Neuhäusl Hunal redesigned an apartment as a studio for the artist Vladimír Bachorík in Prague, Czech Republic. The office describes the project as follows:
Vladimír Bachorík, a sculptor and glassmaker, has always worked in his apartment in a Prague housing estate – that is why he wanted to design a glass workspace as part of a total reconstruction. What he did not want was a door. An unusual assignment has the valuable potential to generate unusual solutions, which we decided to use as an experiment: what are the maximum possibilities of a classic prefabricated flat? How far can we go?
Our aim was to use a hybrid typology and achieve the highest degree of freedom, light and generosity. Boundaries and functions are blurred in terms of plan and material: the maximally open and flowing space without doors is thus divided only by arched half-sections of U-profiled glass. These translucent glass blocks of high order ensure the penetration of light. Their materiality and character naturally refer to the client's lifelong work.
In addition to statics, infrastructure is a key design constraint. The neuralgic point thus becomes the water and sewage connection, which defines the location of the single-almost-enclosed space. The most prominent element is therefore the bathroom arch with toilet and shower. Because of the waste management, it is perched on a small platform that subtly emphasizes its spatial dominance. The plan composition is complemented by three open U-profiled glass curves that unobtrusively define the cloakroom, storage and workspace, in other words the kitchen. The remaining space is freely modulated between these lines of glass and remains open to any future interpretation. We work with our favourite principle, whereby a uniform and unambiguous space forms the background for the life (in this case, above all the work) of its inhabitant. We also work with our second favourite principle, where we remove everything that is not load-bearing and does not break the law.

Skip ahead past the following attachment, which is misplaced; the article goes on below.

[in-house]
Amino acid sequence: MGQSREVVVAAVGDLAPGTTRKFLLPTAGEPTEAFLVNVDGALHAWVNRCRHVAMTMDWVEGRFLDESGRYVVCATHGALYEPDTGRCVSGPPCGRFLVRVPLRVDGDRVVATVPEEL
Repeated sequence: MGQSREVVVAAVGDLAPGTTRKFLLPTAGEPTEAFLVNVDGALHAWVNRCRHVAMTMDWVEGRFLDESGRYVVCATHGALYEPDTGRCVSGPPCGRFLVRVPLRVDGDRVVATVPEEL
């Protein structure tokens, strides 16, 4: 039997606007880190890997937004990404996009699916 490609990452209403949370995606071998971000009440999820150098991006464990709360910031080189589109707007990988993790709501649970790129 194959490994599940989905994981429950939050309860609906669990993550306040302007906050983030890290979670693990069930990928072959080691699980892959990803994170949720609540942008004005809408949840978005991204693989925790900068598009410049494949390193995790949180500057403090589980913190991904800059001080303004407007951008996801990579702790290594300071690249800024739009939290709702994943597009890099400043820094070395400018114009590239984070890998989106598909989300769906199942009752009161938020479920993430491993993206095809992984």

The rectangular floor plan "from window to window" is intersected by a reinforced concrete load-bearing wall with two openings, which (thanks to its privileged position) was the only element we stripped of its material essence and made it the bearer of the identity of the place. The remaining walls and the ceiling, on the other hand, are left in a plain white plaster – we are not interested in overdoing the concrete mannerism, nor in competing too much with the elegant glass or creating an overly confined space. The places where water comes into contact are defined by dirty white mosaic. The generous kitchen, where more objects are created than meals, is specifically designed to functionally suit its primary purpose. The character of each space is emphasized by the type of lighting fixtures used: strict lines or loose spotlights.